Logic and Colour
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- Jaspers, D. Log. Univers. (2012) 6: 227. doi:10.1007/s11787-012-0044-y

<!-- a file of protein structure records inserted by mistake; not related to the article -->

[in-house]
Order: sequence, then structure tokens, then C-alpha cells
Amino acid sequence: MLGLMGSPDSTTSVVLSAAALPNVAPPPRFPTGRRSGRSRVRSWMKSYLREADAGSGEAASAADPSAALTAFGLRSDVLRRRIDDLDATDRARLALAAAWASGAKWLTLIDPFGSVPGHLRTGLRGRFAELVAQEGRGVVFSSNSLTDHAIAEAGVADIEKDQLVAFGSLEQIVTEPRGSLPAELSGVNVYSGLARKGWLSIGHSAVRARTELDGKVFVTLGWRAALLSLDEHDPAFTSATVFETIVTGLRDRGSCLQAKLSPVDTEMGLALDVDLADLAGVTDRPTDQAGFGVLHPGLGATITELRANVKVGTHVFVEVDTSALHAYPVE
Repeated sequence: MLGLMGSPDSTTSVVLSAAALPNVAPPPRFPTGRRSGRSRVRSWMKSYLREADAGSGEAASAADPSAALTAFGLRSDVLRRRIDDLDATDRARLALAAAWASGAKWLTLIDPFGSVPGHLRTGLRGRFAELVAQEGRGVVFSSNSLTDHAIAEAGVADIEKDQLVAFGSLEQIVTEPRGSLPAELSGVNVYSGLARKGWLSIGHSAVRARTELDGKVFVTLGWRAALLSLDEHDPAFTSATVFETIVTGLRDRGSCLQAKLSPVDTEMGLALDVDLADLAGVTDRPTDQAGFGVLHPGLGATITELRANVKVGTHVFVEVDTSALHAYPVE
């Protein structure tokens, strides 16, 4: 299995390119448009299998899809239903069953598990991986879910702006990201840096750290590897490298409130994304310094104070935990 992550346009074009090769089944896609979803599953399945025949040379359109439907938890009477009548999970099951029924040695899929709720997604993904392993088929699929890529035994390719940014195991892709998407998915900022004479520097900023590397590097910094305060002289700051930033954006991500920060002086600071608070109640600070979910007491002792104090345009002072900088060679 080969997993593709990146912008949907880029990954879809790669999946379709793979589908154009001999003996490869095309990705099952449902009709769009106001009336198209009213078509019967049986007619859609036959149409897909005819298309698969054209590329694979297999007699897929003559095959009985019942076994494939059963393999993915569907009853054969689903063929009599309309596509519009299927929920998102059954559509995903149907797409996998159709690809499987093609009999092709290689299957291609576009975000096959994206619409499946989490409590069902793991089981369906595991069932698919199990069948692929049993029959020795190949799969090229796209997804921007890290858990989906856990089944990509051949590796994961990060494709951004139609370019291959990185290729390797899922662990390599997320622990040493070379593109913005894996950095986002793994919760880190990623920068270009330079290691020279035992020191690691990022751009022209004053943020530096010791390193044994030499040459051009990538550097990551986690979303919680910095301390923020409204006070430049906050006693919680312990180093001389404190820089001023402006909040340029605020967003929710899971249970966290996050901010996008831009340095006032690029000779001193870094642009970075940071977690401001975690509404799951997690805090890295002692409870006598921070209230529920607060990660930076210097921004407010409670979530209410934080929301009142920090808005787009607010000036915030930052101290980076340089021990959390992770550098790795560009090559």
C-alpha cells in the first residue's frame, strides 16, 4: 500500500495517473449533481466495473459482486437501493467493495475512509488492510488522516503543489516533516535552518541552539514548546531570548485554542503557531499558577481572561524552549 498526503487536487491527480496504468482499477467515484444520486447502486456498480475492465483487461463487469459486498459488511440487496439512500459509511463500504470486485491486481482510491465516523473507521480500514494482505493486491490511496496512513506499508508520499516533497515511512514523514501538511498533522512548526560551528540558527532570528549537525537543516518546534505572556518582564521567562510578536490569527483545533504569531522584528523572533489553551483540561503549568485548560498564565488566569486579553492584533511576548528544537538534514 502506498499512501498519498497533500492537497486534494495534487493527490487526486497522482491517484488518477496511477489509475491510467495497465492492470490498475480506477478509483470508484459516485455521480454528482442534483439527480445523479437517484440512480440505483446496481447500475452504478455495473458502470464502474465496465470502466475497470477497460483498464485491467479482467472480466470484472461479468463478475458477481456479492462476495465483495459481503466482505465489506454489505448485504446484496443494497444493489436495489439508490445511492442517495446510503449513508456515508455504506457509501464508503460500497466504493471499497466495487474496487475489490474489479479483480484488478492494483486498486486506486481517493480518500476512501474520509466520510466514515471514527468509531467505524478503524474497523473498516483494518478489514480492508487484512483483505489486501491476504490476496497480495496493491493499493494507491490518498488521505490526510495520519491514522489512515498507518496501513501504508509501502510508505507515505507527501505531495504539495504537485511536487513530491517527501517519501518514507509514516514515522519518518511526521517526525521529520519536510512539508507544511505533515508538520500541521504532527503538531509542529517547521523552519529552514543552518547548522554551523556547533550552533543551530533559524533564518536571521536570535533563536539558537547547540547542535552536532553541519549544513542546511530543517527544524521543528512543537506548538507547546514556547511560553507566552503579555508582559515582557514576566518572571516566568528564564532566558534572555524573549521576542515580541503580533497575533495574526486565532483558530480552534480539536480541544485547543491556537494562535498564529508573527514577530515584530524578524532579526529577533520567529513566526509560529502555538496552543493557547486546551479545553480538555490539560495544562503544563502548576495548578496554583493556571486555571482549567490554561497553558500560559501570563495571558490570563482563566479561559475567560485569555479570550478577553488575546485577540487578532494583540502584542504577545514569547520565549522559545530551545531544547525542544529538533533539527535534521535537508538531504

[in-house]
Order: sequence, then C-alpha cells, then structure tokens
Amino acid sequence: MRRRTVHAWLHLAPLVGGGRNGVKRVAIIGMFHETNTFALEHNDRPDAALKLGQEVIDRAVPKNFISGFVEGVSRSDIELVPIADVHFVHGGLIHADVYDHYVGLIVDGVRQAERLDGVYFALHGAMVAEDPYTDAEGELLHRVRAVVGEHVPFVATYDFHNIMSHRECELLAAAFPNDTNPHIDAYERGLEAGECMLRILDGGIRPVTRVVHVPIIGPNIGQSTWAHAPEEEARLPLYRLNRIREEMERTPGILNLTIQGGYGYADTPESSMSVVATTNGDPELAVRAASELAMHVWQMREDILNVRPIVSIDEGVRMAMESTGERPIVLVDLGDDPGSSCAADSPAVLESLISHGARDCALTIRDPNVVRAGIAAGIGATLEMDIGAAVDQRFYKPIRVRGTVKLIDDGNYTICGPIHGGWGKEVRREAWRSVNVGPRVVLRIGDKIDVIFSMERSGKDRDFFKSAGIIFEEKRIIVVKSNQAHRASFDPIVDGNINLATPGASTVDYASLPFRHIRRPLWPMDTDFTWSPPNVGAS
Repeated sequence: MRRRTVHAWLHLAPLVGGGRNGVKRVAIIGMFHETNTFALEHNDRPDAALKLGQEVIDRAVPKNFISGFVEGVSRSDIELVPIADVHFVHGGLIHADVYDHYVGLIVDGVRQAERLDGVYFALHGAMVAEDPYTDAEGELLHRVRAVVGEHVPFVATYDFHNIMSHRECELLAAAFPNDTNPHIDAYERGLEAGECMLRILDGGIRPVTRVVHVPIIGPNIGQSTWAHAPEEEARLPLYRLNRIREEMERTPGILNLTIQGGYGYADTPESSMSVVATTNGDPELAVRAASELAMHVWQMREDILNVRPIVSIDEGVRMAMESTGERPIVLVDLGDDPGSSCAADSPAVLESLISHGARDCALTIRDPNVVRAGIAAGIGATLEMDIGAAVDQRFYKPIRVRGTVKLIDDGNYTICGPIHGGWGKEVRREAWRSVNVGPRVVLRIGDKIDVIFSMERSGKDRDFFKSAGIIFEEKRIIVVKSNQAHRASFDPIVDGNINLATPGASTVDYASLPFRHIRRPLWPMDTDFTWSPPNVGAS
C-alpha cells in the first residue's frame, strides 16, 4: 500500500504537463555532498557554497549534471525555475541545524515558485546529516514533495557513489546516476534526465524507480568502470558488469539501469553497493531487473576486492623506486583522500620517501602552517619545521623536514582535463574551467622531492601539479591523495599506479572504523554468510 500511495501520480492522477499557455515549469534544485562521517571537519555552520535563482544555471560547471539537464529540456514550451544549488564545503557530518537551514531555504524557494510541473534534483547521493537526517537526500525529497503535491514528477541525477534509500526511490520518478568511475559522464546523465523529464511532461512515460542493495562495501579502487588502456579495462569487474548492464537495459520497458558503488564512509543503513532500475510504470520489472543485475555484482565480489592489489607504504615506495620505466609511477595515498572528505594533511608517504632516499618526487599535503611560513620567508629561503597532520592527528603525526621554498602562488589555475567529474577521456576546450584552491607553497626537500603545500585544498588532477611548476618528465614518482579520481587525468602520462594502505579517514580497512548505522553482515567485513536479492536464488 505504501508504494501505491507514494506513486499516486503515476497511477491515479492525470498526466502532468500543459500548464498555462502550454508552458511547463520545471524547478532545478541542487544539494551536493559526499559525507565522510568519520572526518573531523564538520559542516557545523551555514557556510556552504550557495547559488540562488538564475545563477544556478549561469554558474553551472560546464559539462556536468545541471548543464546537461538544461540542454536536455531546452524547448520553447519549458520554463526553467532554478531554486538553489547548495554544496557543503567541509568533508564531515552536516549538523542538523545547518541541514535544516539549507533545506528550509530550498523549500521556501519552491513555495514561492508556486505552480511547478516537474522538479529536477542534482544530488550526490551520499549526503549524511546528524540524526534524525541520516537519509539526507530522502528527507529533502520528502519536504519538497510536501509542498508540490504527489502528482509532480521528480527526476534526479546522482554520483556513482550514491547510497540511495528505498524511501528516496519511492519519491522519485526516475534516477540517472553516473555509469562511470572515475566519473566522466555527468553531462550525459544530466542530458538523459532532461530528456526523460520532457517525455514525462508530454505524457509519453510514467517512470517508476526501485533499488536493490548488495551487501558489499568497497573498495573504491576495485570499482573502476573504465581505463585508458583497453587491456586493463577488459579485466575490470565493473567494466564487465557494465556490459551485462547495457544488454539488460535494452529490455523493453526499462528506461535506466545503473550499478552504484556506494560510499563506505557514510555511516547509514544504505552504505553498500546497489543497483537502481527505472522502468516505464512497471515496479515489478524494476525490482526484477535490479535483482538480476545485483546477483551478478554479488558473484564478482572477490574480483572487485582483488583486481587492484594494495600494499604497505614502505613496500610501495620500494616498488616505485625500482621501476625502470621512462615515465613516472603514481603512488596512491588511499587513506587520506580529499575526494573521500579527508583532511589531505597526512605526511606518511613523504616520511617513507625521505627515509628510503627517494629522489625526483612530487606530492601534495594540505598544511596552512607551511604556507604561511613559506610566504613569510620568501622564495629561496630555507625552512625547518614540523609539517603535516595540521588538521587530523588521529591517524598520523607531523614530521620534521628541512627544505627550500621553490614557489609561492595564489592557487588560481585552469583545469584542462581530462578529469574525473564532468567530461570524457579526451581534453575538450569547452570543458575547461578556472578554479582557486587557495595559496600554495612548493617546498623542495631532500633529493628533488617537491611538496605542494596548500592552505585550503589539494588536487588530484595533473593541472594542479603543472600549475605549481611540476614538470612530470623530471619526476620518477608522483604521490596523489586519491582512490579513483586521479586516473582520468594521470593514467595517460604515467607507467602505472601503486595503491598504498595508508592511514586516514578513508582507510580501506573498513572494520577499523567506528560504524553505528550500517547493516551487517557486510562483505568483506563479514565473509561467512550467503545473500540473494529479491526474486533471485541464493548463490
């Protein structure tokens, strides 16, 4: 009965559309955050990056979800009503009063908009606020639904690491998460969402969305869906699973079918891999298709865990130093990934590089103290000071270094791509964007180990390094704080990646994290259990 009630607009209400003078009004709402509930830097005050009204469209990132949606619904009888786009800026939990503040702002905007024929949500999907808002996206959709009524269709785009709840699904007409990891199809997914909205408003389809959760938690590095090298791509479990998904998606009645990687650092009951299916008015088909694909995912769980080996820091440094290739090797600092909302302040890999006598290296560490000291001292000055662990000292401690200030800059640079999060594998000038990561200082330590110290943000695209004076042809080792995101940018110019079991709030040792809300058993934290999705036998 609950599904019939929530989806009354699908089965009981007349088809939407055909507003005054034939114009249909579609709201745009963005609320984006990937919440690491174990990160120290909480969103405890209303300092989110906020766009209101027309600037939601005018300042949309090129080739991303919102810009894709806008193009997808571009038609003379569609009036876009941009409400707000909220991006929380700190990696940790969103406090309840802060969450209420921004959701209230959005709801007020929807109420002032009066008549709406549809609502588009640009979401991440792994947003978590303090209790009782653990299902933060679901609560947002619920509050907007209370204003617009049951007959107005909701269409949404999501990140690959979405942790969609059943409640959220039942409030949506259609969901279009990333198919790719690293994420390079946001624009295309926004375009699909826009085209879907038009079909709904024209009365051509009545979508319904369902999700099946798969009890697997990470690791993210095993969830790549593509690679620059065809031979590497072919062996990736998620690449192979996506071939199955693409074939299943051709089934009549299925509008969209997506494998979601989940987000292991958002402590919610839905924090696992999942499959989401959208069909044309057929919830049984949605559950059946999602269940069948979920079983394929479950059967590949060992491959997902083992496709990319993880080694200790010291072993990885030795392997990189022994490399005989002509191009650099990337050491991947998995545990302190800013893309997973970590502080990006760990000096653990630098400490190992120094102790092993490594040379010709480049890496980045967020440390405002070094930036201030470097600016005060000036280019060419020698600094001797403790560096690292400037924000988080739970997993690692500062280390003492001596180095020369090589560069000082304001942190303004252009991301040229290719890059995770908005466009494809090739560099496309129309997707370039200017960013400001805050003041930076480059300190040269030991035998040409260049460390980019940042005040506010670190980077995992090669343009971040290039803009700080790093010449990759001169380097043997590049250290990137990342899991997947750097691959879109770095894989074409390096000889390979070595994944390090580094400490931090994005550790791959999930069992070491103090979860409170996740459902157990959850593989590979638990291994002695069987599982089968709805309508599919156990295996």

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In this paper evidence will be provided that Wittgenstein’s intuition about the logic of colour relations is to be taken near-literally. Starting from the Aristotelian oppositions between propositions as represented in the logical square of oppositions on the one hand and oppositions between primary and secondary colors as represented in an octahedron on the other, it will be shown algebraically how definitions for the former carry over to the realm of colour categories and describe very precisely the relations obtaining between the known primary and secondary colours. Linguistic evidence for the reality of the resulting isomorphism will be provided. For example, the vertices that resist natural single-item lexicalization in logic (such as the O-corner, for which there is no natural lexicalization *nall (=not all)) are not naturally lexicalized in the realm of colour terms either. From the perspective of the architecture of cognition, the isomorphism suggests that the foundations of logical oppositions and negation may well be much more deeply rooted in the physiological structure of human cognition than is standardly assumed.